General Motors' (NYSE: GM) new four-year labor contract has hit a snag. While it was approved by a majority of GM workers represented by the United Auto Workers union (UAW), a key subset voted it down.
That means the contract isn't officially approved yet. Now, the UAW has to figure out what to do next.
What happened: The UAW's new agreement with GM is considered "tentative" until it is approved by a majority of workers. But there's a catch: The UAW tallies the votes of regular production workers and specially designated skilled tradespeople separately. That's because the "skilled trades," as they're called in the industry, are a separate class of workers with somewhat different wage scales and working conditions.
The voting is complete, and 55.43% of the workers voted to accept the new agreement. Normally, that would be enough to make the contract a done deal. But while the regular production workers were solidly in favor of the new agreement, a majority (59.5%) of skilled trades voted against accepting the contract.
According to a Detroit Free Press report, GM's skilled trades object to language in the contract that will allow GM to reduce the number of skilled-trade classifications, and that allows GM to make them do jobs that go beyond their trained specialties. The tradespeople are also upset that they are ineligible for a $60,000 early retirement incentive that is being offered to senior production workers.
Perhaps in an attempt to pre-empt similar concerns, Ford's (NYSE:F) tentative agreement gives its skilled trades extra money and does not attempt to consolidate their job classifications, according to a Detroit News report. Ford workers are expected to begin voting on their new contract in the next few days.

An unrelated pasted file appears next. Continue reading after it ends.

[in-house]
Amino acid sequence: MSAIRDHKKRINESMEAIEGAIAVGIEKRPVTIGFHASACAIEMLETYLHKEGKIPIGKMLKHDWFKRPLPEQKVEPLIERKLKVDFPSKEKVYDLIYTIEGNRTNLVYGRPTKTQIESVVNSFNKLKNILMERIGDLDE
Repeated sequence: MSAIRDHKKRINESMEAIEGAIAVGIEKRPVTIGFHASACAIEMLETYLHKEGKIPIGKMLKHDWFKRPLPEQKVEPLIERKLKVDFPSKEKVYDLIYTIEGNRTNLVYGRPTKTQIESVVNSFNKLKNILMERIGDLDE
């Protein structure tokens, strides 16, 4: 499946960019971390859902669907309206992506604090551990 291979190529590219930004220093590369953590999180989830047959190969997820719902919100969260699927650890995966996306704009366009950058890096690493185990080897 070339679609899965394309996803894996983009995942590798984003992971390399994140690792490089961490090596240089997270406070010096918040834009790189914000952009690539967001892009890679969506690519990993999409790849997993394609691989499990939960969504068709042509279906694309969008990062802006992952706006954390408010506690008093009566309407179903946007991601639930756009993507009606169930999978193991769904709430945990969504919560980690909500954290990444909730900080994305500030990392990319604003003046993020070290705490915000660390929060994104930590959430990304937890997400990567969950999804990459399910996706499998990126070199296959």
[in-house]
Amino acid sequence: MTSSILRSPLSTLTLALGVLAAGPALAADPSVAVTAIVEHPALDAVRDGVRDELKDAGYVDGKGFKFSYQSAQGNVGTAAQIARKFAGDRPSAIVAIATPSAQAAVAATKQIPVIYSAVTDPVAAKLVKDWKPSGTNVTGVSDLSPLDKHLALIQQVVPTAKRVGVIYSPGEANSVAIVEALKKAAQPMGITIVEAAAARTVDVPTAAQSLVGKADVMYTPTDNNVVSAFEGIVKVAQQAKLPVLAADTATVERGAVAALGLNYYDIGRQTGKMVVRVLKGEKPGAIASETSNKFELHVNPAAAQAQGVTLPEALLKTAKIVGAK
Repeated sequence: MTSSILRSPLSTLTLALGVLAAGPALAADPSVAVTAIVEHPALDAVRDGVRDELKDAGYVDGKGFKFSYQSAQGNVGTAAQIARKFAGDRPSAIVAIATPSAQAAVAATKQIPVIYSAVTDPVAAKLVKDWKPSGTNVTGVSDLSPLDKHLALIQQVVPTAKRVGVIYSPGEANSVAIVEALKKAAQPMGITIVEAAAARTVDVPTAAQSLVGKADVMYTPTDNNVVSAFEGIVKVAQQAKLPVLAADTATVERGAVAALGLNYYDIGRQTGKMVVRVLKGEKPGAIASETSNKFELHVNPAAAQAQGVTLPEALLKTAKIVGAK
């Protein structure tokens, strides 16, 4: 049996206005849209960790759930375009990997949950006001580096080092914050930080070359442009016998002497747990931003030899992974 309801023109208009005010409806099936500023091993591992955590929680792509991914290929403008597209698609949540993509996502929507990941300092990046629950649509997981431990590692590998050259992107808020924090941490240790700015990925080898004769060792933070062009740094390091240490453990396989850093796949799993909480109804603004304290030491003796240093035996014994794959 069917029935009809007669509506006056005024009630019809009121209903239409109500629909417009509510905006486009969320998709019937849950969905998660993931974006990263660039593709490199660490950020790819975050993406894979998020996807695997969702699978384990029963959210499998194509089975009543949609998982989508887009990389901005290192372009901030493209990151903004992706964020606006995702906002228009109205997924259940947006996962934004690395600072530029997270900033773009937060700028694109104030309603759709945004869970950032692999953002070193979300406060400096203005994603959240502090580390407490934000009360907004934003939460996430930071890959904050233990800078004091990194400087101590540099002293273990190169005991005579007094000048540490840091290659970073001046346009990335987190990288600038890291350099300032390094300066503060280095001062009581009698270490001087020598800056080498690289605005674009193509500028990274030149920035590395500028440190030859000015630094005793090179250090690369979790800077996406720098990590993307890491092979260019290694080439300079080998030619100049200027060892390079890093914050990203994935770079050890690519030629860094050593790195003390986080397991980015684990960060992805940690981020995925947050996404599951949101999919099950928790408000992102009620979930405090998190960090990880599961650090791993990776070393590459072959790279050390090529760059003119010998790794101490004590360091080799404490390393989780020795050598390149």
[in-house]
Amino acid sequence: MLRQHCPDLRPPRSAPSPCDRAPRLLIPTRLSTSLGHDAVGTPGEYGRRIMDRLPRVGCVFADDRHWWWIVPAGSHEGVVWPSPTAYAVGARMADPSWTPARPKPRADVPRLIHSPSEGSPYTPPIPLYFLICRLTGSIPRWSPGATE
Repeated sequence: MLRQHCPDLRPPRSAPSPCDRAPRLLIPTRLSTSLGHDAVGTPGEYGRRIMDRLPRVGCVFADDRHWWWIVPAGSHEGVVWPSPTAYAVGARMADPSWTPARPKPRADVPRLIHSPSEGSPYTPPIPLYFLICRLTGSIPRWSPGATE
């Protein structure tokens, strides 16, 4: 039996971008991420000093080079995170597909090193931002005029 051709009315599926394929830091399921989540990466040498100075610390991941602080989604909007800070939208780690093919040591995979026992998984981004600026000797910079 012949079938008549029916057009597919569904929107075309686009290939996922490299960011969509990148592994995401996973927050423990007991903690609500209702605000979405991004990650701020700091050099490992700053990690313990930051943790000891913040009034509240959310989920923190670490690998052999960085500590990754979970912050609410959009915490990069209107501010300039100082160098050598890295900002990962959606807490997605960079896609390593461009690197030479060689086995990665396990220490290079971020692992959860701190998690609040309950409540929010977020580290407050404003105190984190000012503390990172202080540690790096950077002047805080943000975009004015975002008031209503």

What's happening now: UAW leaders are visiting GM plants to talk to the skilled tradespeople about their objections. Once that process is complete, the UAW's International Executive Board will meet to figure out what happens next.
Officially, the UAW has the power to declare that the contract has passed. But it also has the power to ask GM to go back to the negotiating table to make changes to the parts of the contract that are specific to the skilled trades.
Under the UAW's own rules, it can't make any changes to aspects of the agreement that are common to all of the workers at this point. That means its ability to horse-trade concessions with GM is limited: The UAW can't give up something that applies to all workers in order to win changes that benefit the skilled trades.
The upshot: From a GM shareholder's perspective, this probably won't be a big deal. Any added provisions for the skilled trades are unlikely to increase GM's costs significantly. And no matter what happens, a strike is unlikely given that a majority of workers has already voted to approve the new contract.
But that said, it's worth watching. For the most part, the UAW's current leadership has taken a more collaborative approach with the automakers than in the past. But the union has also shown that it still has some teeth, and it's willing to use them if negotiations reach an impasse. Keep an eye on this.